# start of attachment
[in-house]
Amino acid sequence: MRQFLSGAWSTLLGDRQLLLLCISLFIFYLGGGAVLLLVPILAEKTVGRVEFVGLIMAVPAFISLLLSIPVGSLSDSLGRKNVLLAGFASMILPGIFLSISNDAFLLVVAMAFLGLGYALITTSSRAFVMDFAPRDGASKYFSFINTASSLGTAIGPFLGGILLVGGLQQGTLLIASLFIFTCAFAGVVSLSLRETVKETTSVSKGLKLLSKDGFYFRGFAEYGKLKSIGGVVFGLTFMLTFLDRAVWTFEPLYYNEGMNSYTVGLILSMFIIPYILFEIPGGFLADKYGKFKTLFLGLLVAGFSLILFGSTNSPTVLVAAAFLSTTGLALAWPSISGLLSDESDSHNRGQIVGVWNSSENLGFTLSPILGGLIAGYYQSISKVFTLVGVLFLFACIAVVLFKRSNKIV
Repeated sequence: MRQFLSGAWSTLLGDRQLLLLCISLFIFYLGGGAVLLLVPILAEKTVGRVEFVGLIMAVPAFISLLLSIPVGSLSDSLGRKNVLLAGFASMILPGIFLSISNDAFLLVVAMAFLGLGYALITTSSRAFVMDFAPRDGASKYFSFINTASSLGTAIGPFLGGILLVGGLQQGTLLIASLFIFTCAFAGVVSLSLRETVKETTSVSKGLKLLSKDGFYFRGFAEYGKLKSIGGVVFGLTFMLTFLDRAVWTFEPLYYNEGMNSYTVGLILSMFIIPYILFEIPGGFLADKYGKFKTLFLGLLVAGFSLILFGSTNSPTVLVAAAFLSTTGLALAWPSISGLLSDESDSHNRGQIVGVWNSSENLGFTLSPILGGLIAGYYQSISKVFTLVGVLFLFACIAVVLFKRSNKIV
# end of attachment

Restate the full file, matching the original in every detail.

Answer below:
[in-house]
Amino acid sequence: MRQFLSGAWSTLLGDRQLLLLCISLFIFYLGGGAVLLLVPILAEKTVGRVEFVGLIMAVPAFISLLLSIPVGSLSDSLGRKNVLLAGFASMILPGIFLSISNDAFLLVVAMAFLGLGYALITTSSRAFVMDFAPRDGASKYFSFINTASSLGTAIGPFLGGILLVGGLQQGTLLIASLFIFTCAFAGVVSLSLRETVKETTSVSKGLKLLSKDGFYFRGFAEYGKLKSIGGVVFGLTFMLTFLDRAVWTFEPLYYNEGMNSYTVGLILSMFIIPYILFEIPGGFLADKYGKFKTLFLGLLVAGFSLILFGSTNSPTVLVAAAFLSTTGLALAWPSISGLLSDESDSHNRGQIVGVWNSSENLGFTLSPILGGLIAGYYQSISKVFTLVGVLFLFACIAVVLFKRSNKIV
Repeated sequence: MRQFLSGAWSTLLGDRQLLLLCISLFIFYLGGGAVLLLVPILAEKTVGRVEFVGLIMAVPAFISLLLSIPVGSLSDSLGRKNVLLAGFASMILPGIFLSISNDAFLLVVAMAFLGLGYALITTSSRAFVMDFAPRDGASKYFSFINTASSLGTAIGPFLGGILLVGGLQQGTLLIASLFIFTCAFAGVVSLSLRETVKETTSVSKGLKLLSKDGFYFRGFAEYGKLKSIGGVVFGLTFMLTFLDRAVWTFEPLYYNEGMNSYTVGLILSMFIIPYILFEIPGGFLADKYGKFKTLFLGLLVAGFSLILFGSTNSPTVLVAAAFLSTTGLALAWPSISGLLSDESDSHNRGQIVGVWNSSENLGFTLSPILGGLIAGYYQSISKVFTLVGVLFLFACIAVVLFKRSNKIV